Intel will carve off flash and communications units - analysts
AMD here to stay
More broadly, the analysts expect Silicon Valley to continue producing solid chip companies but believe the US's influence overall will fade in the coming years.
Silicon Valley can still serve as a great "center of excellence" due to its talented people and business climate, Edelstone said.
That said, China and India are producing more engineers than the US and provide more cost-effective conditions for hiring massive amounts of staff. This will likely lead to an increase in the number of chip design companies that spring up here but then hire more of their workers in Asia - a scenario that has already started to play out.
The engineering talent is just one factor that will put more focus on China and India, according to the analysts.
"When you look at those two countries, I like to joke that four billion people can't be wrong," Niles said. "As those economies continue to outstrip the US, they are going to consume a lot of goods. I think the US consumer is tapped out."
The analysts doubted whether China could create the next Intel per se, but companies here that focus on limited use semiconductors are doomed.
"Doing an MP3 controller is probably not going to be a very defensible business when you can have someone in China do it cheaper and faster," Edelstone said.
Away from semiconductors, the professional pundits had advice for regulators as well. The panel went ballistic when the topic of Eliot Spitzer, New York's ambitious attorney general, came up. Spitzer and others have helped push through a number of reforms meant to have companies and analysts be more more transparent about their actions.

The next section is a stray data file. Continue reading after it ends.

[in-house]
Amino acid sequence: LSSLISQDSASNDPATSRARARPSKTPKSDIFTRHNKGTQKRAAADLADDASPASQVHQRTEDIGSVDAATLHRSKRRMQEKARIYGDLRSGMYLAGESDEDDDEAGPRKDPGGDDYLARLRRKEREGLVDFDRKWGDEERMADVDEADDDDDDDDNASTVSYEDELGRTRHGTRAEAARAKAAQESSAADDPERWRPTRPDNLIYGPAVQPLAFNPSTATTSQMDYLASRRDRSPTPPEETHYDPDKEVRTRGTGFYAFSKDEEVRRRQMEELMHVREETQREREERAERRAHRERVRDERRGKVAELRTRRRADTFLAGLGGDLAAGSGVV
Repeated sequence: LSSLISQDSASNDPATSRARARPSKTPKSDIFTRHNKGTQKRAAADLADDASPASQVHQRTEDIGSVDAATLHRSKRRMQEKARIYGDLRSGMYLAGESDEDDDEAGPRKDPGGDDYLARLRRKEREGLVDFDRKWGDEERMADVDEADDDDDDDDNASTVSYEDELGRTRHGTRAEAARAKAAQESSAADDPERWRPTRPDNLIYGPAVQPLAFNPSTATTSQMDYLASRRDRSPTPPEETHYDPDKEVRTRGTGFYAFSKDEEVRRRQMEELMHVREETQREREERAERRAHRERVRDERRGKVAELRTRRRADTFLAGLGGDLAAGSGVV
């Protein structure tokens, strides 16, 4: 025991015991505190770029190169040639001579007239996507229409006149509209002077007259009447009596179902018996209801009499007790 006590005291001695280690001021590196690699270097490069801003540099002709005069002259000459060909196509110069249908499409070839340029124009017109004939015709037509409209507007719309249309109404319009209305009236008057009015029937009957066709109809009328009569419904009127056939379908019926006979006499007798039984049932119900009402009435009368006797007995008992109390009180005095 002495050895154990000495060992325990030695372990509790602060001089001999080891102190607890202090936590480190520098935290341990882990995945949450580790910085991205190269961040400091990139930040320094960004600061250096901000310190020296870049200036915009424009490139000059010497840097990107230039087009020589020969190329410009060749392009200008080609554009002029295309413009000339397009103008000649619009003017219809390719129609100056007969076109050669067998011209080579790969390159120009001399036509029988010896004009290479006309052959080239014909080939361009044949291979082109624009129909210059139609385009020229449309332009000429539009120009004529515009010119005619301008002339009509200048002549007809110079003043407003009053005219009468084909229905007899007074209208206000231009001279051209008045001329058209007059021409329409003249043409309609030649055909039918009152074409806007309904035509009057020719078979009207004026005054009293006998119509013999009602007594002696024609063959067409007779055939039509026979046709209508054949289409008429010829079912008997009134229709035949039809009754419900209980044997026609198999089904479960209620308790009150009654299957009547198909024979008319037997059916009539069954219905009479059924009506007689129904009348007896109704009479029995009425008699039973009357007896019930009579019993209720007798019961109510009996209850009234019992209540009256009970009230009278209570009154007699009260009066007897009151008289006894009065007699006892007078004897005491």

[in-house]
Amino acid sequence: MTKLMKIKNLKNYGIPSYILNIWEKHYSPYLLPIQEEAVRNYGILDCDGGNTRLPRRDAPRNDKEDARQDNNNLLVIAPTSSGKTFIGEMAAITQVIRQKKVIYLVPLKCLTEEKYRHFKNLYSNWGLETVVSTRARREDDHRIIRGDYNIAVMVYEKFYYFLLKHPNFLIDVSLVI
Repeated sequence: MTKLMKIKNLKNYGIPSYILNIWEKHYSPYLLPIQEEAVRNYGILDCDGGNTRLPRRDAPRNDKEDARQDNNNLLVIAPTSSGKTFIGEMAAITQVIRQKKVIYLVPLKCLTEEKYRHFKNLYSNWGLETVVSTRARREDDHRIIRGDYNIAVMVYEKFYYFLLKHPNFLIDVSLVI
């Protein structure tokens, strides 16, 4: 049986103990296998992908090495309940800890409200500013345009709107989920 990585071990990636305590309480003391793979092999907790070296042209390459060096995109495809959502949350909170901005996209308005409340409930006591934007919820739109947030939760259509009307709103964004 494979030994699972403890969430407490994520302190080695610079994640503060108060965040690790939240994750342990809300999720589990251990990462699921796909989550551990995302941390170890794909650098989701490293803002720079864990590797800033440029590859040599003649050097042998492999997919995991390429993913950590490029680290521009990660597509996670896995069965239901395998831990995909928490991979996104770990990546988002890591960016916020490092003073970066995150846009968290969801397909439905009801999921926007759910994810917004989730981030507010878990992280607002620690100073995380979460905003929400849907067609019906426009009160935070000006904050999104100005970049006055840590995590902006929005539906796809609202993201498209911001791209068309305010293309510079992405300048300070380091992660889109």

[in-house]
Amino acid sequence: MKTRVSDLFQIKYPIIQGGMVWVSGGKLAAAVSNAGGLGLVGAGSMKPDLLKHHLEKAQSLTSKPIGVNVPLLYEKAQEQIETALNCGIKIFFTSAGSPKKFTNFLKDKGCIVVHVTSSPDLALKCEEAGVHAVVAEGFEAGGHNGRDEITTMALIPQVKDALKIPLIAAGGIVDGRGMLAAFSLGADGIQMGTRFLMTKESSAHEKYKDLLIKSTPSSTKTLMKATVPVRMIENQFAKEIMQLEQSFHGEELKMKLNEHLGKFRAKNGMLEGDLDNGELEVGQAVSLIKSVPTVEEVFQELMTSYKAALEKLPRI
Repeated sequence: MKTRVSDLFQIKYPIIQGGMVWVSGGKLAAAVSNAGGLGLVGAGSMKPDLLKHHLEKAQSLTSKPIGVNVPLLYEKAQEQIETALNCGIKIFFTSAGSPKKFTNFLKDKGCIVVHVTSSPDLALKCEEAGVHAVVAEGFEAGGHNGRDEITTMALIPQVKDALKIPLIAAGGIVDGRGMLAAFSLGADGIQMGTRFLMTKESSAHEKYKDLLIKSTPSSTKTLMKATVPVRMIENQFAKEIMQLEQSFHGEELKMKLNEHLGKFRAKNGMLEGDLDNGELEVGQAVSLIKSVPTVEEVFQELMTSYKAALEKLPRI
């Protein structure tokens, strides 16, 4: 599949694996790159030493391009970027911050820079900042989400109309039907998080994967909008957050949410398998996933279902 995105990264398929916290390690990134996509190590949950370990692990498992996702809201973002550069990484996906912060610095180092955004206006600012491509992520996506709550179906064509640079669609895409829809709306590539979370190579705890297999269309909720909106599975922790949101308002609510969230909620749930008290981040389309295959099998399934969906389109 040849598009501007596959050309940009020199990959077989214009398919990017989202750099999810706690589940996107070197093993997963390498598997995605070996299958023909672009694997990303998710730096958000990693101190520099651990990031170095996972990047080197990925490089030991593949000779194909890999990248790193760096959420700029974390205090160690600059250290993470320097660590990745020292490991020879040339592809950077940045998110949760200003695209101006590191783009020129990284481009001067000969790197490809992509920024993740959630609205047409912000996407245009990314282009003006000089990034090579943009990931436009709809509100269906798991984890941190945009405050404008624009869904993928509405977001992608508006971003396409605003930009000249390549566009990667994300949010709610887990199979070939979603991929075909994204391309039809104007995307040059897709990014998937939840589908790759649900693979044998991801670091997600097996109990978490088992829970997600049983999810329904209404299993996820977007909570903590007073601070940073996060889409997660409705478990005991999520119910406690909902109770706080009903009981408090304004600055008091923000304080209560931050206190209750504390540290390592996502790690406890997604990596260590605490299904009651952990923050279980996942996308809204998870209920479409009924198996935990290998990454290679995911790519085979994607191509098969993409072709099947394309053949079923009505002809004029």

Regulations such as Sarbanes-Oxley that many people deride as a painful exercise in paper pushing sprang up in the post-Enron world.
"They have done a great job of taking productivity out of the industry, as people try to document everything," Niles said. "It's stupid."
"Investors have been very poorly served by what Spitzer brought," added Osha.
The analysts agreed that tighter regulations have resulted in an environment where many pundits are afraid to hand out strong opinions. Survivors in the profession simply straddle the middle ground while the good guys pick other careers. It's a real loss for us all.
Now, as promised, here are the stock picks. For the record, Edelstone has done the best over the past three years, while Osha has struggled. Niles sits in the middle. All of these picks are meant as 12-month bets.
Edelstone picked Atheros and Silicon Laboratories, as two companies that will come out with "hot new products" this year and do well in the market.
Osha picked Micron and ATI Technologies as strong comeback stories.
Niles picked Genesis Microchip and seemed to be half serious and half joking about buying gold as a commodity.
The pundits, you see, can never stick to the silicon. ®
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